Still, the names and the titles piled up. Kerouac and Ginsberg were first. Later I attacked Burroughs. Corso. Holmes. Ferlinghetti. Snyder. Cassady. Cassady? Isn’t there a Dead song about Cassidy? I thought that was about somebody’s baby, but there is that second verse about country miles in the Cadillac. Hmm, maybe the mimicking hippie kids were on to something.
Neither before nor since have I been as captivated by a group of writers. Maybe it was the work itself. Maybe I was taken by the notion of a group of people who sat around talking about things I found important, or at least more important than football. Maybe it was just the idea of a cohesive group that was attractive. I’ve never felt comfortable in any group of any size; I suppose I’m jealous of those who belong.
Throughout it all there was Kerouac. The third title I read was The Subterraneans. That’s the end of the road for most people. I kept going. Tristessa. Maggie Cassidy. And then Visions of Gerard, the recognizably near-autobiographical story of a sainted child whose death, at age 9, shatters the younger brother who lives. That Gerard was, in the telling, an aware, engaged intelligence–words I’d hesitate to apply to my own 4-year old Down Syndrome Irish twin–didn’t matter. Every word hit like a laser-directed hammer. Here was evidence that ghosts were real.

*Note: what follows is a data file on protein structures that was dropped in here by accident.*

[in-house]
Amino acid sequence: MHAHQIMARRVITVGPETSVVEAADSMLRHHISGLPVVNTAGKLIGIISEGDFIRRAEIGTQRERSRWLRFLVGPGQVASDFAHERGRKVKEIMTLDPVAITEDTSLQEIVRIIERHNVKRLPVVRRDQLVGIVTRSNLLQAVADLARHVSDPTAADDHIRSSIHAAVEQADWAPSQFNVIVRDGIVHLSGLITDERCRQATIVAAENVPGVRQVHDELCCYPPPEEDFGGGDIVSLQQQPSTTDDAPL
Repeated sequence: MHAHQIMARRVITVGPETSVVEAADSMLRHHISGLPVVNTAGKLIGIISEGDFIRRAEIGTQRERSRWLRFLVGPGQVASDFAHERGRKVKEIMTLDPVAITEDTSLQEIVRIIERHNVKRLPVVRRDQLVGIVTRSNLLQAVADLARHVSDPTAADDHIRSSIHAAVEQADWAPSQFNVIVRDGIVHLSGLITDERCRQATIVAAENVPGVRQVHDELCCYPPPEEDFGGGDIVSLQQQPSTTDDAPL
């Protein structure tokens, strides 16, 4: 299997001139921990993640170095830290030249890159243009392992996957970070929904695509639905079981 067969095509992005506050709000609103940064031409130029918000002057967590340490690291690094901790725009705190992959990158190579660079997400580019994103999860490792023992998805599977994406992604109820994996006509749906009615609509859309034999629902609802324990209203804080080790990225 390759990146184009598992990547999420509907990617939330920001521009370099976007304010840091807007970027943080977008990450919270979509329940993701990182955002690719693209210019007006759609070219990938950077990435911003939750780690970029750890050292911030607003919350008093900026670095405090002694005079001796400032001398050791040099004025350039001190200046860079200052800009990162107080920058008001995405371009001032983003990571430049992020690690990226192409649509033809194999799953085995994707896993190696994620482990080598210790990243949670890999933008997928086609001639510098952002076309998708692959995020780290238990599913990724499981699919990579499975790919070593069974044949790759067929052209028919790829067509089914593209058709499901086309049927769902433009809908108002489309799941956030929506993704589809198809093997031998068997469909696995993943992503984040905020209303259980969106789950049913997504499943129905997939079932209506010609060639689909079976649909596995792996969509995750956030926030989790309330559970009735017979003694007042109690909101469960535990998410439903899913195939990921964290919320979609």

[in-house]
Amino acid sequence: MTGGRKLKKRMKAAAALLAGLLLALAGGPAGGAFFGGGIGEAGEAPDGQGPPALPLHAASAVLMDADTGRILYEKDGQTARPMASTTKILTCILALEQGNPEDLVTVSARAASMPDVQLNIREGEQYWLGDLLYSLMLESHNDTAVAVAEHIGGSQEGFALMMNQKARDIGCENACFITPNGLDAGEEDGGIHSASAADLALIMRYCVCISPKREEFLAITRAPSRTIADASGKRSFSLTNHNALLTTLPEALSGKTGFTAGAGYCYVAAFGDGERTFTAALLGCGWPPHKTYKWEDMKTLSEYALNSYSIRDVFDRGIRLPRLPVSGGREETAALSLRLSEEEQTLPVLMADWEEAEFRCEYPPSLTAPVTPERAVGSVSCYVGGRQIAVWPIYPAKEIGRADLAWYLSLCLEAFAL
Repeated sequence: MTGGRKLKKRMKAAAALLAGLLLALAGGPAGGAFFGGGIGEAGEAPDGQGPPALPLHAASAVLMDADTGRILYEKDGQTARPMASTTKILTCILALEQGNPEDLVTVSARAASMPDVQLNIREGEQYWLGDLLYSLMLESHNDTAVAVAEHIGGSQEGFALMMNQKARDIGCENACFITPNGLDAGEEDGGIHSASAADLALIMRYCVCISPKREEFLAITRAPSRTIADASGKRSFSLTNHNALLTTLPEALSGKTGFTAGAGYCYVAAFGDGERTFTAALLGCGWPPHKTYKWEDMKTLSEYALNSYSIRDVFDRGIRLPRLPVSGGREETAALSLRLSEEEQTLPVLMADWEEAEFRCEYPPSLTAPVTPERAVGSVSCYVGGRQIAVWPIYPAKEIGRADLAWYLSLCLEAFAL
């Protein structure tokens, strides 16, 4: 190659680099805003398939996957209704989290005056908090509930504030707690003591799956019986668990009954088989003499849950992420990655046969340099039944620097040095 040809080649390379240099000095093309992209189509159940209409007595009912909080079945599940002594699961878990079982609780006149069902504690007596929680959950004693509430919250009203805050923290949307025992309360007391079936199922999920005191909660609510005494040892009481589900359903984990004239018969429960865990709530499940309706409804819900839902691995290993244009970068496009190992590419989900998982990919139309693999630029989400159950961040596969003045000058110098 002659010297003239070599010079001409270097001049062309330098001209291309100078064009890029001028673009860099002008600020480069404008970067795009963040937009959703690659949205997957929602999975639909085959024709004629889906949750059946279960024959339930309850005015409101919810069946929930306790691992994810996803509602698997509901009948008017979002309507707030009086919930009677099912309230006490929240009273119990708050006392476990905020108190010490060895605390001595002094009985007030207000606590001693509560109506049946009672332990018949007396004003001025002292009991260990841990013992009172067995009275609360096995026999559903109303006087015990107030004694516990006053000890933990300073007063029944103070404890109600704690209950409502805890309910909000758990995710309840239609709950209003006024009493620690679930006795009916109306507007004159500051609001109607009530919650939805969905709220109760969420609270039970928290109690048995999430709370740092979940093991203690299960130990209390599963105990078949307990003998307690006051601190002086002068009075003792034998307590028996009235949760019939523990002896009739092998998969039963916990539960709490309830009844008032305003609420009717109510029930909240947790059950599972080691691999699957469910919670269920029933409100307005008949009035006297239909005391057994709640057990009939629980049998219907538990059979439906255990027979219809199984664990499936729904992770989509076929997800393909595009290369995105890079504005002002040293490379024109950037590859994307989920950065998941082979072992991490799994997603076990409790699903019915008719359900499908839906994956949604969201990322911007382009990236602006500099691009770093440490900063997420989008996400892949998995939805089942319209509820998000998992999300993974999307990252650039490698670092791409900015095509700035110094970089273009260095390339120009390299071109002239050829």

I tore through whatever titles I could lay my hands on. The more I read the more consonance I found between Jack and me even as unanswerable questions arose. How could this giant of hipness, founder of the Beat generation, spend so much time living with his mother, much of it mere miles from where I was living? What lay behind the drinking? And why did the writing seem more and more tortured as his life wound down?
Such questions are never answerable nor are they especially unique, I could ask many of them about Jeffrey Lee Pierce. But The Gun Club doesn’t haunt me the way Kerouac does.
One shouldn’t look to artists in sorting themselves out. I stay away from literary biographies not because I can’t fathom the drama in getting up and facing a blank page, but because I want the work to speak for itself. I never want to be distracted by who I think the writer is.
Except, of course, when the writer is a working-class kid, reared in an ethnic enclave, ridden by guilt and tormented by his Catholic upbringing. Those aren’t distractions, they’re credentials, the only kind that matter.
Maybe that’s why I kept reading Kerouac, much more of him than many people do, I think. Recognizing oneself, knowing that you’re not some completely peculiar freak, a product of oddly juxtaposed cultures, that’s heady stuff. Few movements, literary or otherwise, have captured my heart and mind the same way. But few have helped me unlock such an important door.
So a few years later, when I stumbled across Heinrich Böll, I was primed to instantly recognize that what I’d thought was my own struggle was not just an American story but a global, probably universal one.
Maybe the work of the Beat Generation will fade. Maybe it will persist.
And maybe love can never be lost.